by Democrat reporter
FOLLOWING a recent RTÉ interview with EU commissioner Catherine Day, Irish peace campaigners have congratulated the EU technocrat for coming clean on the real reason why the Irish people were being forced to vote again on the same treaty that they had rejected in the first Lisbon Treaty referendum last year.
Responding to the interview, broadcast on the popular Morning Ireland programme, Roger Cole, chair of Peace And Neutrality Alliance (PANA) said:
" I was very pleased to hear Catherine Day of the EU Commission finally admit the real reason why the Irish people are being bullied and intimidated into reversing their democratic decision to reject the Lisbon Treaty last year.
"The treaty is to transform the EU into a "world power". It is for this exact same reason that PANA is calling upon the Irish people to stand by their decision last year and vote no.
"We were part of a "world power" before. It was called the British Union. It sent its battle groups all over the world, and while there was no conscription, the then Irish political/media elite encouraged the people to join them and take part in "peacemaking" missions in places like Afghanistan.
"Even now there are troops from EU states including Ireland occupying Afghanistan despite the fact that the people's of these states want them brought home.
"The Fianna Fáil party that supported president Bush's wars, that supported the neo-liberal economic policies which have all but destroyed the Irish economy, are now nothing more that a born again home rule party.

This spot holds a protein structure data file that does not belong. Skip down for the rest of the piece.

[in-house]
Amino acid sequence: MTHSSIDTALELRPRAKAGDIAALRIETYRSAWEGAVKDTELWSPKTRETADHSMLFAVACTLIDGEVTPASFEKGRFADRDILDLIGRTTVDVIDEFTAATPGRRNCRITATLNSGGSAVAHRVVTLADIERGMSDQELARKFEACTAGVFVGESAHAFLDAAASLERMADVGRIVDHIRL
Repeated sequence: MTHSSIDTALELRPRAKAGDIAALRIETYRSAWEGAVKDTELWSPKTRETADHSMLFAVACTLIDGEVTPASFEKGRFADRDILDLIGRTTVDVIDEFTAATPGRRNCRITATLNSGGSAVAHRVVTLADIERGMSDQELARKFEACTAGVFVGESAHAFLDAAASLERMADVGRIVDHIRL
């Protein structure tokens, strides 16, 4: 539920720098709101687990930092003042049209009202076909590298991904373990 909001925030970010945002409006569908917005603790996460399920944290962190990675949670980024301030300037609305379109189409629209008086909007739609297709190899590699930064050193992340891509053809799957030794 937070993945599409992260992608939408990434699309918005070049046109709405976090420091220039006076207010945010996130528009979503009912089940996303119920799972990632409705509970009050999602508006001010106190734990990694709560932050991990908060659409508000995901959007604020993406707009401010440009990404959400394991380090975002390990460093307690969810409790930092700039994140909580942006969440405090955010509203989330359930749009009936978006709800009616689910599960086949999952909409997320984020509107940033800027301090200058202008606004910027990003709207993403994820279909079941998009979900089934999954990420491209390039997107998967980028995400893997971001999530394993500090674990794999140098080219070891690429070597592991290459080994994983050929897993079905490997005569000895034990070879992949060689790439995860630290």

"PANA in advocating that the EU should not be a world power, but a partnership of independent democratic states, legal equals, without a military dimension is carrying on the tradition of Tone, Pearse, Connolly, Collins and De Valera. Lord Kitchner is Fianna Fáil's hero."
Speaking as PANA launched its No to Lisbon Campaign, Sinn Féin vice-president Mary Lou McDonald accused the Irish government of misleading the public on the implications for Ireland's neutrality if the Lisbon Treaty was ratified.
Ms MacDonald said:
"The Lisbon Treaty has serious implications for our neutrality. Article 28 for the first time makes clear that the EU will have a common defence policy. The same article obliges member states to increase their military spending; draws us further into a military alliance; states that any future defence policy must be compatible with NATO; allows for the formation of mini military alliances; and expands the list of permissible military actions well beyond peace keeping and humanitarian missions.
"The government, in an attempt to side step the issue, are applying a very narrow definition of neutrality. Neutrality is about much more than what a country does with its troops. It is also about the alliances you are part of, the obligations created by those alliances, what you do with your resources, and what can happen in your name.
"Sinn Féin has never argued that Irish troops will be sent overseas on military missions without the consent of the Oireachtas.
"However if Lisbon is passed the significant developments in the area of common defence policy contained in the Treaty will further erode our neutrality."
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